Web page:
The idea of ‘social inclusion’ is a relatively new one in the policy terrain. To some extent, it has supplanted earlier concepts of social cohesion and social capital. Current thinking around society has moved on considerably since Mrs. Thatcher’s notorious dismissal of ‘society’. In South Africa the term has gained currency because of concern about growing inequalities which, at times, seem to overwhelm any considerations of what it means to be a South African.
This edition of Focus celebrates 20 years of democracy in South Africa. But it also draws attention to some of the institutional, economic and social problems which have either emerged, or which carry over from the pre-1994 dispensation. Notwithstanding all these discontents – which, no doubt, are exacerbated by the turbulent global context – there is much to celebrate in our constitutional democracy. Above all, we should never forget where we have come from, even though it is not all that clear where we are heading. Perhaps we will know a little bit more after 7 May
This edition of Focus is devoted to exploring some of the issues which confront state and society in South Africa. Three distinct themes emerge, namely, the Executive and the state apparatus dealing with prosecution and security; foreign policy in relation to Africa; and, lastly, the challenges facing South African universities (including their admission policies).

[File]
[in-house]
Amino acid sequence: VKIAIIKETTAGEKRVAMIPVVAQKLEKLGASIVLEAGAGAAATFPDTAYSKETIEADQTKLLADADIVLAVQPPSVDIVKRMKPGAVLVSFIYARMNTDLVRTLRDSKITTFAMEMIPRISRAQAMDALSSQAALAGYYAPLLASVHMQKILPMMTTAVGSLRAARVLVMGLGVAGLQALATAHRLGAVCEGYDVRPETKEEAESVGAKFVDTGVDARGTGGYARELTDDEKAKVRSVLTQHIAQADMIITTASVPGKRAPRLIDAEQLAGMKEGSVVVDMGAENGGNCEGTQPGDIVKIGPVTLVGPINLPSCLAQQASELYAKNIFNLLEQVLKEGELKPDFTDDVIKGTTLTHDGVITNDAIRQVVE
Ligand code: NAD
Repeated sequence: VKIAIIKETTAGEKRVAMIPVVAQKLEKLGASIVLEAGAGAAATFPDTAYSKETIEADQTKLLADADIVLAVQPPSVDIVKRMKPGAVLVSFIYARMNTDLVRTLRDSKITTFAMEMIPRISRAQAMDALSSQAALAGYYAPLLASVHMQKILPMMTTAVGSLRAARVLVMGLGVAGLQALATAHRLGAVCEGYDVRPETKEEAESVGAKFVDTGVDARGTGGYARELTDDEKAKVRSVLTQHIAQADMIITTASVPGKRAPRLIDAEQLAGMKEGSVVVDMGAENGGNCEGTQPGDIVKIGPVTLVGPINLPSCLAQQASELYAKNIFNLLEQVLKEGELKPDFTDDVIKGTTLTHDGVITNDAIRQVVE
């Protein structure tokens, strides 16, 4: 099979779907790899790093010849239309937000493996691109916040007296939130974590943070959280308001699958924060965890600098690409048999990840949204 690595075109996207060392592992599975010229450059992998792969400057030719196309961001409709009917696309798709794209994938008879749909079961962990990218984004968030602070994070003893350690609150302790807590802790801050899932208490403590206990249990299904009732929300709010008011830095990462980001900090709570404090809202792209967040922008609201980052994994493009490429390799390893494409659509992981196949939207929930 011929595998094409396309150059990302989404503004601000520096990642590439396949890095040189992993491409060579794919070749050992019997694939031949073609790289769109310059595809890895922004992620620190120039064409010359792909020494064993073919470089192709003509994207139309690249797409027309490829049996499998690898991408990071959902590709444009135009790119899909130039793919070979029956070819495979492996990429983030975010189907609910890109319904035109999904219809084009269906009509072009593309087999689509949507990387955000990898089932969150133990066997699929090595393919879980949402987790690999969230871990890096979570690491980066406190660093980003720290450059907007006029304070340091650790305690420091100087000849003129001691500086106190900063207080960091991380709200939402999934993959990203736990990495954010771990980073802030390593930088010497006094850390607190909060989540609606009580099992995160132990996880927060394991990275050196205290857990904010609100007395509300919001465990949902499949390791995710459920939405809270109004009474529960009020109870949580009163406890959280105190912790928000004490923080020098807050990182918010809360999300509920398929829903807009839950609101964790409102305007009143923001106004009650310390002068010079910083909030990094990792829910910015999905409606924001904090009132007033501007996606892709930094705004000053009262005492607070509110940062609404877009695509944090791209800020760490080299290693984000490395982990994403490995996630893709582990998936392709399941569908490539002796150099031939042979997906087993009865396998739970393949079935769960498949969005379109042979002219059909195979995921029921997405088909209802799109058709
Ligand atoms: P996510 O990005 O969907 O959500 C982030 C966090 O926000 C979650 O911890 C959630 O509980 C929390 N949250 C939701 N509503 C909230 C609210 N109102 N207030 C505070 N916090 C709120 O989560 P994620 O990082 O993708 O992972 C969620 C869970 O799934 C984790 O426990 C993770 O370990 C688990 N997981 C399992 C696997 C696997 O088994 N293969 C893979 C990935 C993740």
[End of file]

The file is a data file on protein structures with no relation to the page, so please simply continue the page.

This year marks 100 years since the passing of the Natives Land Act of 1913. This Act has had profound consequences not only for individuals and communities, but it has also, in part, determined the political trajectories of modern South Africa. This edition of Focus is devoted to the Land Question.
In their extraordinary tribute to the bourgeoisie in the Communist Manifesto – and whatever else that tract may be, it is also a tribute to the bourgeoisie – Marx and Engels pointed out that the bourgeoisie had rescued a “considerable amount of the population from the idiocy of their rural life”.1 For Marx and Engels the city became the locus of all that was modern and progressive, but also alienating. These twin themes of progress and alienation still characterize our thinking on cities. While those who have the means may opt – like Marie Antoinette in the 18th century – to have quasi rural retreats in such idyllic places as Greyton, McGregor, Polokwane or Parys, the majority of South Africans are confined to urban settings; and it is these urban settings that are the subject of this edition of Focus.
Welcome to the first 2013 issue of Focus, devoted to education and organised along the themes of Overcoming and Innovation. This issue of Focus is an attempt to broaden and deepen the education debate, moving beyond our stagnant litany of educational woes. It includes personal perspectives, as well as expert opinions, because education should be understood as much through the lived experience of learners and families as through policies and theories. There is an emphasis on the Arts, an increasingly neglected weapon in our armoury against both ignorance and exclusion.